I voted other, since I hear mixed things about him and I'm not really too sure what to think yet.
Nelson Mandela was not an ordinary South African be he black or white. He was smart, well educated and even practiced law. Not an ordinary South African during the 1950's and 60's.
But then again, Che Guevara wasn't an ordinary man, well educated attending University of Buenos Aires and becoming a doctor before resorting to terrorism, leftist like to call him a freedom fighter.
anybody can claim or be named a freedom fighter, it is up to the people who are affected by the actions of the person to decide. In this case the people of South Africa have rallied around him and he unified a country. In the cases of other "freedom fighters" such as bin Laden, he was able to secure the blessings of few, but 99% of Islam did not feel the same way. That is the difference. While obviously not every South African loves Mandela, it is surely easier to find a Mandela lover than a bin Laden lover in their home territory.
Run your own nation, play Cybernations."Conservatism is the blind and fear-filled worship of dead radicals."
- Mark Twain
He was victorious, and was therefore a freedom fighter. When you lose, you're a terrorist, because the other side is writing the history books. That's pretty much the difference.
Liberté. Égalité. Fraternité.
He was a little of both. He certainly was not a completely non-violent man, so if that is the sort of person you admire he is not up there with Gandhi or MLK, who has been compared to. In the end though he believed his actions were justified, because after all he lived in a society where the white minority actively oppressed blacks and prevented them from having a political voice. He had no option to vote down Apartheid, the only options he had were 1) convince whites that the morality of the situation outweighs their self-interest and abolish it within their electoral system 2) go the Gandhi route and only use non-violent civil disobedience and 3) use violence. He did a combination of 2 and 3.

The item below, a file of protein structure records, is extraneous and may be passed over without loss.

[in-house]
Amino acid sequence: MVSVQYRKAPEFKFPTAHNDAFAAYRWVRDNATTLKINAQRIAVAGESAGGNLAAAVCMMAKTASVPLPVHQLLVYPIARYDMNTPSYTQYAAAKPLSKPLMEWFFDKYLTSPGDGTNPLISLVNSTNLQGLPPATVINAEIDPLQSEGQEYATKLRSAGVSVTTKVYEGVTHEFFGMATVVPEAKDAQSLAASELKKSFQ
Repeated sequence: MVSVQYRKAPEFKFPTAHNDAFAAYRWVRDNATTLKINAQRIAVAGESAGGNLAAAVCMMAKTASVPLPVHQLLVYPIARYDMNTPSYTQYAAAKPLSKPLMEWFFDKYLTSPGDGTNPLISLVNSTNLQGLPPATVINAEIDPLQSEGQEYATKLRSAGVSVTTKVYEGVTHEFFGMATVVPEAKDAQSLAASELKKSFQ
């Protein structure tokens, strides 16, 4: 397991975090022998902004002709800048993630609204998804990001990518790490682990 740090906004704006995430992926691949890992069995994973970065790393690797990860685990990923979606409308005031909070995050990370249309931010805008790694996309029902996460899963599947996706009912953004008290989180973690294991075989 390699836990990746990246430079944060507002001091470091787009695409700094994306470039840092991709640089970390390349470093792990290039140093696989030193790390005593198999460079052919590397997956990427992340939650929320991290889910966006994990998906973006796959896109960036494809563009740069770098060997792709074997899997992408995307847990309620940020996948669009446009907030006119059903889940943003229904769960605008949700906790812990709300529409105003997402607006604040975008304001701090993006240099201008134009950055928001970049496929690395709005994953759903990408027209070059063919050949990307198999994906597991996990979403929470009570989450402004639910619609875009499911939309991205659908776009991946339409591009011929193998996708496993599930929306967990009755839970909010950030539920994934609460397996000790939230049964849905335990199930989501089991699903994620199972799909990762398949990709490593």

Should he have used violence? I'm not sure. I believe it is only justified if no other solutions are possible and you live under such repression that there is absolutely no democratic option to change things you do not like. Morally you cannot criticize Mandela and also say that the founding fathers of the USA were justified, because in the end they did the exact same thing. I myself, in spite of being a patriotic American, don't think revolution was necessarily the only solution at the time and I think had they failed we would probably be a commonwealth realm with self-government. Even so what happened happpened and I support my country. In the same way I think Mandela could have theoretically ended Apartheid without any of the violence the way Gandhi drove the British out of India, either way we should just be glad it ended.
But Mandela's column was about him addressing all of the violence and racism there is in South Africa today. More today than when he was released from prison in 1990. And Mandela admitted it.
But what I had a problem with was Mandela almost sounded like Obama. Instead of Mandela blaming the NAC government for what went wrong in South Africa, he blamed apartheid, like how Obama always blamed Bush for everything. A sign of a narcissist. Aparthied ended over twenty years ago !
Maybe if Mandela would have served two terms as President things would have been different today in South Africa ???
The problems in South Africa today aren't Mandela's fault but the NAC fault. If the NAC even moves a few inches to the left, South Africa will become another Zimbabwe.
But if I do find that column, I'll post it. Kinda enjoying reading all of the South Africa forums. They look at things differently.
☮★★☮ Just a democratic-socialist in the heartland of America.CHECK OUT MY TUMBLR(BLOG)HERE "Life is beautiful. Let the future generations cleanse it of all evil, oppression, and violence, and enjoy it to the full."